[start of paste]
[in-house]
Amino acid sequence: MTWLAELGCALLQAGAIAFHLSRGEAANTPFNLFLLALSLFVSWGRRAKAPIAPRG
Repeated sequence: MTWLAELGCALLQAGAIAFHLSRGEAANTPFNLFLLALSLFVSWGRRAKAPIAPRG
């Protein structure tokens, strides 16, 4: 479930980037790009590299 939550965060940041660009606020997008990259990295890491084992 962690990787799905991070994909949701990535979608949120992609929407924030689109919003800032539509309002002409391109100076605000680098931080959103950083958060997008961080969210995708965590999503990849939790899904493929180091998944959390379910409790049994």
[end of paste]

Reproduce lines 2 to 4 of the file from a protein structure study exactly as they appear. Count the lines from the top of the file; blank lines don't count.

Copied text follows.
Amino acid sequence: MTWLAELGCALLQAGAIAFHLSRGEAANTPFNLFLLALSLFVSWGRRAKAPIAPRG
Repeated sequence: MTWLAELGCALLQAGAIAFHLSRGEAANTPFNLFLLALSLFVSWGRRAKAPIAPRG
């Protein structure tokens, strides 16, 4: 479930980037790009590299 939550965060940041660009606020997008990259990295890491084992 962690990787799905991070994909949701990535979608949120992609929407924030689109919003800032539509309002002409391109100076605000680098931080959103950083958060997008961080969210995708965590999503990849939790899904493929180091998944959390379910409790049994």